How often would I really use this can? I’ve gotten through almost every day of my 70+ years in life mostly without ever using it. And I’m not picking on WD-40, it’s just I either haven’t had any need for it or I ignored those squeaky doors and windows in the past. So if I buy that bigger can and save a few cents, I’m not really saving money. I’m actually spending more money then I really need to do.

If you think about it, then you will realize you see it all the time on many items. Target has little packages of Goo Gone in their dollar price section. Like your WD-40, it’s probably not the best per ounce price, but who really uses a ton of it anyway? It’s just another example of little being bigger for you and your wallet.

Final Thoughts

Nobody ever said it was easy to manage your money and always be smart about it. Years ago, I learned a very practical rule that I try to always live by (despite picking up the big can of WD-40 without using that rule) and that was this:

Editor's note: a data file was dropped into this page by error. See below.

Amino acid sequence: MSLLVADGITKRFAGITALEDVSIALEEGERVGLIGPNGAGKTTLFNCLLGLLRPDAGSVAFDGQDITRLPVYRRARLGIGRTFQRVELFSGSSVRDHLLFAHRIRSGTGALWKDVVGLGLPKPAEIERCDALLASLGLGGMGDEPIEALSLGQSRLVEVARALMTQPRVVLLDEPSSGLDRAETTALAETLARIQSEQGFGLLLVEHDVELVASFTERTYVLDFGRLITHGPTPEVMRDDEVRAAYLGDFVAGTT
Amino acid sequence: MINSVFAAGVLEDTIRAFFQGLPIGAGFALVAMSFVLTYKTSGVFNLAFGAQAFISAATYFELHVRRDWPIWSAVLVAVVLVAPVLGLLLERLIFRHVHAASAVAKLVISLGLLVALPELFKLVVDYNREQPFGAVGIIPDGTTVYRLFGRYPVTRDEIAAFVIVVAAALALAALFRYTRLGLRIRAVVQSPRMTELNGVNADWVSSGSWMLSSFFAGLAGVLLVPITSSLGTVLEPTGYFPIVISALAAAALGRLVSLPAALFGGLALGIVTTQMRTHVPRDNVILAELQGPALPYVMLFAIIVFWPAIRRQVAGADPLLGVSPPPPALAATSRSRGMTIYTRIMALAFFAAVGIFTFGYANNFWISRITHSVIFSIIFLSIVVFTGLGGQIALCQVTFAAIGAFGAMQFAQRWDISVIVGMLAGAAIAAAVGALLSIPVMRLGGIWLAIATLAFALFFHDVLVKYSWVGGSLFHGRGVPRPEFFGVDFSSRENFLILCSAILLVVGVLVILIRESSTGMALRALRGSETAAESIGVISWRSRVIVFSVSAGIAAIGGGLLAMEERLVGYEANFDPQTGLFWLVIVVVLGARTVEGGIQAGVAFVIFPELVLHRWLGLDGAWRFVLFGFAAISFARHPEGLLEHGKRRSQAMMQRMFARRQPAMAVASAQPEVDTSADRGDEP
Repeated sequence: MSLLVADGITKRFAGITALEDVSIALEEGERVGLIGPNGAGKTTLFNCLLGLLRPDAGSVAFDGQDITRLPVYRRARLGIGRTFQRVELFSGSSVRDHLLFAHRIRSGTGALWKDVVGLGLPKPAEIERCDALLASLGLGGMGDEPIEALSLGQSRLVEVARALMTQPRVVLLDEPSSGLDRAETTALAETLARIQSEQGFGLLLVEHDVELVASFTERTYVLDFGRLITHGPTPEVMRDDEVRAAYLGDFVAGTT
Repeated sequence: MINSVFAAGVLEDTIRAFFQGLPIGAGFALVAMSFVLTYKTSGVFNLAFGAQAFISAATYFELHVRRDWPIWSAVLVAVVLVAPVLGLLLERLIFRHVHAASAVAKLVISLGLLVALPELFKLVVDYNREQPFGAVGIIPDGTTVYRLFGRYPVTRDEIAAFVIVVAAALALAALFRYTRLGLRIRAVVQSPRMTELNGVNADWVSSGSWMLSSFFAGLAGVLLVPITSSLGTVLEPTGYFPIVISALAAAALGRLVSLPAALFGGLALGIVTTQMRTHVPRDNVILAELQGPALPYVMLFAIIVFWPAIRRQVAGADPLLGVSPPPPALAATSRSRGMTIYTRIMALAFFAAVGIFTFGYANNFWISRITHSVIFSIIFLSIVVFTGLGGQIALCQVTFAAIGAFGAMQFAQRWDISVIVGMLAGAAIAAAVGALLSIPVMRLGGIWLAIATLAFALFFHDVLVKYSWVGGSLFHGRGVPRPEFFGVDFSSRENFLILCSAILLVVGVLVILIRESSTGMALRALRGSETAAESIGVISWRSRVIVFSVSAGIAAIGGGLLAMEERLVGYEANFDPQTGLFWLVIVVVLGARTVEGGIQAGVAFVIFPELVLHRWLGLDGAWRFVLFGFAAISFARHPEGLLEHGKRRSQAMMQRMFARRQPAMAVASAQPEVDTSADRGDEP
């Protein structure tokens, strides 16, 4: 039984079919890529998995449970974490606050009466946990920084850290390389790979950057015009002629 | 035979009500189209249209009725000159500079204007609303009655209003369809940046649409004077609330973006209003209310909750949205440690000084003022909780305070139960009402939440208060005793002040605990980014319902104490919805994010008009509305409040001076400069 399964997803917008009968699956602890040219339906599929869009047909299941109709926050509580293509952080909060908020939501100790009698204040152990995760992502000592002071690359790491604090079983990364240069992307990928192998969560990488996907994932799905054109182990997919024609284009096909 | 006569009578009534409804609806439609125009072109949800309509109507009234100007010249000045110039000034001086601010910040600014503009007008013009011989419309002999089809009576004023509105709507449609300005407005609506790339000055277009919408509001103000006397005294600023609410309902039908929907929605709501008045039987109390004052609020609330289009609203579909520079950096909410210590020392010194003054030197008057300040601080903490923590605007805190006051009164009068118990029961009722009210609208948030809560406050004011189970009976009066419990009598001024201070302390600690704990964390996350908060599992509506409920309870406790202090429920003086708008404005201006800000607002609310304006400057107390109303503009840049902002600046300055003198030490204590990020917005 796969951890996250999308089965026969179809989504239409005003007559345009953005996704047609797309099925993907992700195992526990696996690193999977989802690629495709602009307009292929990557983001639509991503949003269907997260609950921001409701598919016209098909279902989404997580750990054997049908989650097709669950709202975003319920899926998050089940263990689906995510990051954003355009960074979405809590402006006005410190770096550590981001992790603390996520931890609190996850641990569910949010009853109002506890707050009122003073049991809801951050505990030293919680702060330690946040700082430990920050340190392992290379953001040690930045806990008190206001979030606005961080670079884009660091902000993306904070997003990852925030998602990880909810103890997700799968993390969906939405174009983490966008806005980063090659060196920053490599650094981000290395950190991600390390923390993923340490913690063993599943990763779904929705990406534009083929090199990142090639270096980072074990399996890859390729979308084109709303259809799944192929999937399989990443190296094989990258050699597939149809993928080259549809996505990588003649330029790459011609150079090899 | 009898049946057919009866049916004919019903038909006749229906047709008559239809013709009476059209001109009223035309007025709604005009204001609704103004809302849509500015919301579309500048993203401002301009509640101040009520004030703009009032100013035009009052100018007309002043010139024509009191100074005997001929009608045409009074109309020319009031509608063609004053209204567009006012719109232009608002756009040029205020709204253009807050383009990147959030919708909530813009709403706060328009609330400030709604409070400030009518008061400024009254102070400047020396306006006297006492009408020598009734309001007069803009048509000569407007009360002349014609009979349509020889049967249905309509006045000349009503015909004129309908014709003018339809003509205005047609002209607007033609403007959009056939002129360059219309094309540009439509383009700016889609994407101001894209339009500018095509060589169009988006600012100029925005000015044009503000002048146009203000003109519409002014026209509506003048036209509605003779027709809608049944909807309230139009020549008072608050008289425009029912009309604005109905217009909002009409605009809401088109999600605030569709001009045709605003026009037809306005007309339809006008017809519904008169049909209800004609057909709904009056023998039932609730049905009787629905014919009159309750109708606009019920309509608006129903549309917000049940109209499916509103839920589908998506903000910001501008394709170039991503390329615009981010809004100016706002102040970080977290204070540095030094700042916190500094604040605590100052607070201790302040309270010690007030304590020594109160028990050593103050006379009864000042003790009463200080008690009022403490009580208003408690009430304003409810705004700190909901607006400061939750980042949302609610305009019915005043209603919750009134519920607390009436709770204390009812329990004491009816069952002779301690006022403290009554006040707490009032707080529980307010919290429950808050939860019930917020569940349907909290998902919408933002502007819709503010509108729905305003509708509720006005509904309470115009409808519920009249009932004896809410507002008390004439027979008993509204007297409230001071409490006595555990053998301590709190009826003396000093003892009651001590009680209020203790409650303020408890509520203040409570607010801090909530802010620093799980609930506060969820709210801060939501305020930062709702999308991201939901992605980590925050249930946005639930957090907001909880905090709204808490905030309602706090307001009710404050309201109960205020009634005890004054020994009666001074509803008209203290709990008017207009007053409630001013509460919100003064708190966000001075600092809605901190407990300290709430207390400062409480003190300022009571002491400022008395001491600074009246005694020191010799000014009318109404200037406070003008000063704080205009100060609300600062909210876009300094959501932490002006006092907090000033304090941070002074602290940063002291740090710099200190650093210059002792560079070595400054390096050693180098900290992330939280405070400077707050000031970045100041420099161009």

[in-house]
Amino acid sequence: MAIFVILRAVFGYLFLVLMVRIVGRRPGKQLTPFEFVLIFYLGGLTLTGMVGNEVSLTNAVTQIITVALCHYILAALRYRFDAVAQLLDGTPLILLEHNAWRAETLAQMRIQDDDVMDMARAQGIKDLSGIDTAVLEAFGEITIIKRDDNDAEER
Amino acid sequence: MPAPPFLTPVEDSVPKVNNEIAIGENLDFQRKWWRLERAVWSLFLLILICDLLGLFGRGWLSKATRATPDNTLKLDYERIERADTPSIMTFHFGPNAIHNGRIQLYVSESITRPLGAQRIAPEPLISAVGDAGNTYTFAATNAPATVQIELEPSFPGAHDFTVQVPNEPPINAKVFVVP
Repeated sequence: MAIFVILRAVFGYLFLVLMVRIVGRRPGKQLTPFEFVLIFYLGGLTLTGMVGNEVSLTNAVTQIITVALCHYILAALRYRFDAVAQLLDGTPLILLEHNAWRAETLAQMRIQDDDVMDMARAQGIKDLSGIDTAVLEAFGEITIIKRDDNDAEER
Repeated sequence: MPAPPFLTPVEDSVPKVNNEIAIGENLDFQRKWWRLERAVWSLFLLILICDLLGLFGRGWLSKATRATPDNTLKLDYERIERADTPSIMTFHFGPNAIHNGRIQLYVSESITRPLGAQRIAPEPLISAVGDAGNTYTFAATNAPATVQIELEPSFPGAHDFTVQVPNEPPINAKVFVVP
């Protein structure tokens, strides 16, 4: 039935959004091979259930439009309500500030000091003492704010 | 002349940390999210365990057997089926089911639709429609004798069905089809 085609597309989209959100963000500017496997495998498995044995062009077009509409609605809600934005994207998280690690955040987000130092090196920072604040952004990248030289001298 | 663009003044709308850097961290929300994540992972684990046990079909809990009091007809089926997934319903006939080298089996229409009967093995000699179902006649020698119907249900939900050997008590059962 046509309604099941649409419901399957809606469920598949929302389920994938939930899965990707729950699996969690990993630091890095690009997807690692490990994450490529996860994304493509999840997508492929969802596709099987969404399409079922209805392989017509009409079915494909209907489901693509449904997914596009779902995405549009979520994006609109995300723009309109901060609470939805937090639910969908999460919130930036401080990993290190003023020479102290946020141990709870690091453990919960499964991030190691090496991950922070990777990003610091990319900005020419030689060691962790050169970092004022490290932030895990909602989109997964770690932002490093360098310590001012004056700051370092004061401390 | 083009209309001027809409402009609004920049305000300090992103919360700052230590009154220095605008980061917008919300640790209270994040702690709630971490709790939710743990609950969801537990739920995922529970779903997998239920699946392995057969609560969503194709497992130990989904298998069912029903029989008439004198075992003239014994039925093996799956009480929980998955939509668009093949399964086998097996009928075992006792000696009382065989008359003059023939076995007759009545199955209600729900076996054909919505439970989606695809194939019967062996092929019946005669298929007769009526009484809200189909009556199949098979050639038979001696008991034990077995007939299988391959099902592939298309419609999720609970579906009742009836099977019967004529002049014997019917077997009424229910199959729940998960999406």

You have to think about what you do and that includes the little things too.

If you think about it, and then continue on your merry way anyway, so be it. That is still doing something as opposed to just ignoring your options and doing nothing. That’s definitely an attempt to be smarter and to have better outcomes in life and in money matters.

So before you give in to convenience, and pay its price, think again and decide whether it is worth the cost.

Are you a spender, one who is guilty of buying without thinking? Do items sit in a drawer or on a shelf forever? Are you concerned about thoughtless spending ? Can you earn more by saving money and not spending as much? Have you tried it as a way to increase your buying power?